The prospects for raising capital from the markets also need to be revised downwards because PSU bank shares have taken a beating in the markets. For example, Punjab National Bank shares are trading 32% lower than a year ago, Canara Bank 34% lower, and Bank of India 46% lower. Since the volume of equity that can be sold is fixed because of the constraint that government equity must not go below 51%, the amount of capital that can be raised at the prevailing low prices will be much lower than assumed earlier. Furthermore, there will be administrative resistance to selling equity at what will be seen as depressed prices.
It follows that the recapitalization from the budget will have to be much larger than assumed earlier. To remove uncertainty in the markets, the finance ministry would be well advised to issue a fresh press note on the scale of infusion proposed. There are ways of doing this which would not affect the fiscal deficit. One of them is to do it via a special declaration of dividends from the built-up reserves in RBI, as proposed in the Economic Survey.
This could be offset by lower dividends declared in future, allowing the government to make the fiscal adjustment needed over time. Alternatively, the government could hand over government bonds in the required quantity in exchange for equity. International fiscal accounting does not treat contributions to capital of banks as affecting the fiscal deficit in the year it takes place. There would, of course, be an impact over time via the interest payments on these bonds.
The method of distributing capital across banks also needs to be reconsidered. It was earlier announced that each bank would be assured of enough capital to achieve a 7% growth in lending. This approach favours weak banks over stronger performers. A better approach would be for each bank to be assured only of enough capital to avoid an actual contraction in lending. The rest of the capital should be distributed across banks according to some criterion of performance, so the better-performing banks get more capital while the weaker banks are forced to contain lending until their performance can improve. Such an approach would produce a stronger public sector banking system and incentivise efficiency.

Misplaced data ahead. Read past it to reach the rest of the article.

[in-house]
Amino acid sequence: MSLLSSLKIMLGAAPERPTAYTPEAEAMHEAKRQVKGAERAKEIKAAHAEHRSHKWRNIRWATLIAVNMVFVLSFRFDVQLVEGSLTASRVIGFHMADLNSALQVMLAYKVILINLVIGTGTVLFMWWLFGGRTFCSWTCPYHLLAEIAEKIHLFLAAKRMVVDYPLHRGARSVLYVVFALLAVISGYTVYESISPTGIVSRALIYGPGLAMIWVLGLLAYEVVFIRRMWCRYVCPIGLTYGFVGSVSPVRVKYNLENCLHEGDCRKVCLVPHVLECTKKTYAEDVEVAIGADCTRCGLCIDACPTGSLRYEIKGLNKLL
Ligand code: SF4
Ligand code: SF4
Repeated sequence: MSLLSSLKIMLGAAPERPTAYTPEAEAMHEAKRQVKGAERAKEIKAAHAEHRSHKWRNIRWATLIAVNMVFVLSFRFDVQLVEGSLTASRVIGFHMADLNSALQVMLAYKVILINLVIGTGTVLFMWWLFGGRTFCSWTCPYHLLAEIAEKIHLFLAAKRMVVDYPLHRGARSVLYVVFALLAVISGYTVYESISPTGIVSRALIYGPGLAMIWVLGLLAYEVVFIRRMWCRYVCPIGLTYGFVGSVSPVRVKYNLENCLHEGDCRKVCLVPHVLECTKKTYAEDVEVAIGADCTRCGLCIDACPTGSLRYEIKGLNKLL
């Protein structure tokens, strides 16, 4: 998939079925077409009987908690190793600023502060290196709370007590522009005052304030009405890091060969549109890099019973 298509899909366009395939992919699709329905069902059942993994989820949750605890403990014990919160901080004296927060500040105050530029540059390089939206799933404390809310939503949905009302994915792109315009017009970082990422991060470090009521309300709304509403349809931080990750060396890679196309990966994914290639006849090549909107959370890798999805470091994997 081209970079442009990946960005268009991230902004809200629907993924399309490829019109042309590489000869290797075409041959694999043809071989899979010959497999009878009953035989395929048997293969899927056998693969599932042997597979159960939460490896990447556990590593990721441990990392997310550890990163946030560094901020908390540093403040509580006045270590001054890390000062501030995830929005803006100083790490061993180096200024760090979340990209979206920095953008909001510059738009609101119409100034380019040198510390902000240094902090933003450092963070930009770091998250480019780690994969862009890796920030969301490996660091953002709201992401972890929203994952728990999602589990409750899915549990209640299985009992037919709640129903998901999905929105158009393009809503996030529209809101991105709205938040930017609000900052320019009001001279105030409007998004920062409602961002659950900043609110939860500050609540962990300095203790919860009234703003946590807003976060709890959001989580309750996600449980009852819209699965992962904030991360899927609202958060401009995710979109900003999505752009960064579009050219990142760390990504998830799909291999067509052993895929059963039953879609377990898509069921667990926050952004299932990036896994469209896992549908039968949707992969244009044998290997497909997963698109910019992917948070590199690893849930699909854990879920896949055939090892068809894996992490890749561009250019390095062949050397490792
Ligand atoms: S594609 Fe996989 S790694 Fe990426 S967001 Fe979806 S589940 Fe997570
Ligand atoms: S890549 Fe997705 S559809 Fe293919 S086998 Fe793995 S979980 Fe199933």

Resolving the NPA problem
The legacy problem of NPAs must be resolved as quickly as possible so that the banks can focus on resuming lending. This is easier said than done. Some assets are best classified as loss assets and should be written off in the books, even as efforts are made to recover whatever value can be recovered through liquidation. Unfortunately, the legal process of recovering value is extremely cumbersome. The new bankruptcy code is a potential game changer, but will take time to operationalize. We are at least two years away from being able to test the code in practice. In the meantime, our bankers will have to do the best they can.
In many cases, problem projects can be turned around through a combination of haircuts by the banks, fresh capital from investors and new management. RBI has devised two schemes for this purpose. One is the strategic debt restructuring (SDR) scheme, which allows banks to convert their debt into equity according to a predetermined formula, take control of the company and then induct new management to turn it around.
Action has been initiated in several cases under this scheme but no successful takeover has been completed thus far. One of the problems is that banks typically convert only enough debt into equity to gain control but are unwilling to accept haircuts on the remaining debt, which may be too large for the project to be attractive to a new investor.
The second RBI scheme is the Scheme for Sustainable Structuring of Stressed Assets (S4A), under which banks can offer existing managements an opportunity to rehabilitate the project by dividing the debt into two parts: a “sustainable’’ component, which can be serviced by the project based on some assumptions about revenue, and the “excess’’ component which can be converted into equity or redeemable preference shares.